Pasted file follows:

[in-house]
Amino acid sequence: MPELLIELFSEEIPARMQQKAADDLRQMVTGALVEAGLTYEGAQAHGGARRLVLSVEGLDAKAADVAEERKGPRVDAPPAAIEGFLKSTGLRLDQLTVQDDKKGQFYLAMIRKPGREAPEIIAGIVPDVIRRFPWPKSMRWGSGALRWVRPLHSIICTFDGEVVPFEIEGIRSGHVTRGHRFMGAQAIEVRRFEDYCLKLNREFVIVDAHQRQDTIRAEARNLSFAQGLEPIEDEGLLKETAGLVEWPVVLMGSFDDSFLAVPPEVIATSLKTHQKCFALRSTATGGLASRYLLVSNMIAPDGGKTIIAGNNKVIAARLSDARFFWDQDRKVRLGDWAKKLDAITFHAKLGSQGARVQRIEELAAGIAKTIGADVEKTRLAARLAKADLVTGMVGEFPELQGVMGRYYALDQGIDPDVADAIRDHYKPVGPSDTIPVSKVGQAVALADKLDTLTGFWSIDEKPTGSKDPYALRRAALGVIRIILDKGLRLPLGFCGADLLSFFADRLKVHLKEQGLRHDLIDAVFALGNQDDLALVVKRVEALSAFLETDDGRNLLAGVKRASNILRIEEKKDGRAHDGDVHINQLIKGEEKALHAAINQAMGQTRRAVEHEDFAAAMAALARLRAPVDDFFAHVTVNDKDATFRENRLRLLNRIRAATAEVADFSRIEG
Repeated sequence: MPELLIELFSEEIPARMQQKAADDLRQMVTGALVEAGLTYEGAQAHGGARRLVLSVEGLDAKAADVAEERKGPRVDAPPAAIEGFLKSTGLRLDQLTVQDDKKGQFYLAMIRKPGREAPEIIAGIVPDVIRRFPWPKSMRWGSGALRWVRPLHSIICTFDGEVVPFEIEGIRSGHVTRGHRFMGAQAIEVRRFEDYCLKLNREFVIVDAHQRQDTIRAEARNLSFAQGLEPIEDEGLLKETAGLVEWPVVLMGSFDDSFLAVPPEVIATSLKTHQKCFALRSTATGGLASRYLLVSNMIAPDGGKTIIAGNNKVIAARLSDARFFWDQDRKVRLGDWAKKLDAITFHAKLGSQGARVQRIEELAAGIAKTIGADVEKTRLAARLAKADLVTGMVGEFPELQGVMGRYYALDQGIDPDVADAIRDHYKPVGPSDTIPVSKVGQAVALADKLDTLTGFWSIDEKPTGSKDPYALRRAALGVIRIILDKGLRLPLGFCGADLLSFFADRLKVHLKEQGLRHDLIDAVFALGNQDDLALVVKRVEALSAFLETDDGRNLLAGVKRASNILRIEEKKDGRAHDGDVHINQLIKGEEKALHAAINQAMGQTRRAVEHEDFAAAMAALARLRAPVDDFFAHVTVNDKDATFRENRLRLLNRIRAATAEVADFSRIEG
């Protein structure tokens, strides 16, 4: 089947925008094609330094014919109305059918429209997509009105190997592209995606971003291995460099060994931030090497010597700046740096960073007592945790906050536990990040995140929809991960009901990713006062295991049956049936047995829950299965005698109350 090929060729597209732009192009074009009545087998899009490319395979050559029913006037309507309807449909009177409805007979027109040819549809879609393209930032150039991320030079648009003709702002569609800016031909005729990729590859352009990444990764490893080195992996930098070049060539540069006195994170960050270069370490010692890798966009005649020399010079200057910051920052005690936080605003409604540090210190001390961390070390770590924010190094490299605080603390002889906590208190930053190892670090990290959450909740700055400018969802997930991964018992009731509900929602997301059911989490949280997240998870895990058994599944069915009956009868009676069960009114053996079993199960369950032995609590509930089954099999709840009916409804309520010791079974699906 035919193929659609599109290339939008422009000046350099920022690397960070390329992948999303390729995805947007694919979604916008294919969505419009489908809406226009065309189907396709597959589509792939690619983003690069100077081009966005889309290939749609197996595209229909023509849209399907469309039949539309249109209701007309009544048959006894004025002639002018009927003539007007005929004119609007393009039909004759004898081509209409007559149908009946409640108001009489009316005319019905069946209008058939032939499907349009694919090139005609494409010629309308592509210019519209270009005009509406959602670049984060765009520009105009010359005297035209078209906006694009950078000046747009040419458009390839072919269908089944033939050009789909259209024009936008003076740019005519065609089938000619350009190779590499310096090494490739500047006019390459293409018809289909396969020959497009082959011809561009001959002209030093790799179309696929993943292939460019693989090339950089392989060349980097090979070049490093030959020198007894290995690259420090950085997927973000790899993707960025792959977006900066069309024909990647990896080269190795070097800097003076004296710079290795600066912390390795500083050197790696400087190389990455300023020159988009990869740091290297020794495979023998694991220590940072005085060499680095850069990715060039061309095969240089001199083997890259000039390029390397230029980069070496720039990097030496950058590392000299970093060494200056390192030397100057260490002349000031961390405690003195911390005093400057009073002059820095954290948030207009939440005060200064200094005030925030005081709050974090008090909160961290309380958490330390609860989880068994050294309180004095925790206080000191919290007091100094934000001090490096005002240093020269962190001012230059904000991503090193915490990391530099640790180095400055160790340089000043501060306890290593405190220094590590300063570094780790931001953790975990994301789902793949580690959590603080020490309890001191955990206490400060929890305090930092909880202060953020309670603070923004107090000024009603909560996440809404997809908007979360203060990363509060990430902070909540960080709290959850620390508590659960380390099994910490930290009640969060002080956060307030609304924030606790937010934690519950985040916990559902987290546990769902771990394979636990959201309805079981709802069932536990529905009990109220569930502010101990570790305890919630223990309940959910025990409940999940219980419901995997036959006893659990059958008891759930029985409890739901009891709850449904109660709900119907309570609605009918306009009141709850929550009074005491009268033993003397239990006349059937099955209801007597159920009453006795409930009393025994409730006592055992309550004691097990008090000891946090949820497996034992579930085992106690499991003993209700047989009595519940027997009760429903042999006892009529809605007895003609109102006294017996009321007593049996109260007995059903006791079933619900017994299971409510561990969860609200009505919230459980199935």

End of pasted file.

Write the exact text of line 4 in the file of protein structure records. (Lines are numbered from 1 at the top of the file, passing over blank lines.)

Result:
């Protein structure tokens, strides 16, 4: 089947925008094609330094014919109305059918429209997509009105190997592209995606971003291995460099060994931030090497010597700046740096960073007592945790906050536990990040995140929809991960009901990713006062295991049956049936047995829950299965005698109350 090929060729597209732009192009074009009545087998899009490319395979050559029913006037309507309807449909009177409805007979027109040819549809879609393209930032150039991320030079648009003709702002569609800016031909005729990729590859352009990444990764490893080195992996930098070049060539540069006195994170960050270069370490010692890798966009005649020399010079200057910051920052005690936080605003409604540090210190001390961390070390770590924010190094490299605080603390002889906590208190930053190892670090990290959450909740700055400018969802997930991964018992009731509900929602997301059911989490949280997240998870895990058994599944069915009956009868009676069960009114053996079993199960369950032995609590509930089954099999709840009916409804309520010791079974699906 035919193929659609599109290339939008422009000046350099920022690397960070390329992948999303390729995805947007694919979604916008294919969505419009489908809406226009065309189907396709597959589509792939690619983003690069100077081009966005889309290939749609197996595209229909023509849209399907469309039949539309249109209701007309009544048959006894004025002639002018009927003539007007005929004119609007393009039909004759004898081509209409007559149908009946409640108001009489009316005319019905069946209008058939032939499907349009694919090139005609494409010629309308592509210019519209270009005009509406959602670049984060765009520009105009010359005297035209078209906006694009950078000046747009040419458009390839072919269908089944033939050009789909259209024009936008003076740019005519065609089938000619350009190779590499310096090494490739500047006019390459293409018809289909396969020959497009082959011809561009001959002209030093790799179309696929993943292939460019693989090339950089392989060349980097090979070049490093030959020198007894290995690259420090950085997927973000790899993707960025792959977006900066069309024909990647990896080269190795070097800097003076004296710079290795600066912390390795500083050197790696400087190389990455300023020159988009990869740091290297020794495979023998694991220590940072005085060499680095850069990715060039061309095969240089001199083997890259000039390029390397230029980069070496720039990097030496950058590392000299970093060494200056390192030397100057260490002349000031961390405690003195911390005093400057009073002059820095954290948030207009939440005060200064200094005030925030005081709050974090008090909160961290309380958490330390609860989880068994050294309180004095925790206080000191919290007091100094934000001090490096005002240093020269962190001012230059904000991503090193915490990391530099640790180095400055160790340089000043501060306890290593405190220094590590300063570094780790931001953790975990994301789902793949580690959590603080020490309890001191955990206490400060929890305090930092909880202060953020309670603070923004107090000024009603909560996440809404997809908007979360203060990363509060990430902070909540960080709290959850620390508590659960380390099994910490930290009640969060002080956060307030609304924030606790937010934690519950985040916990559902987290546990769902771990394979636990959201309805079981709802069932536990529905009990109220569930502010101990570790305890919630223990309940959910025990409940999940219980419901995997036959006893659990059958008891759930029985409890739901009891709850449904109660709900119907309570609605009918306009009141709850929550009074005491009268033993003397239990006349059937099955209801007597159920009453006795409930009393025994409730006592055992309550004691097990008090000891946090949820497996034992579930085992106690499991003993209700047989009595519940027997009760429903042999006892009529809605007895003609109102006294017996009321007593049996109260007995059903006791079933619900017994299971409510561990969860609200009505919230459980199935």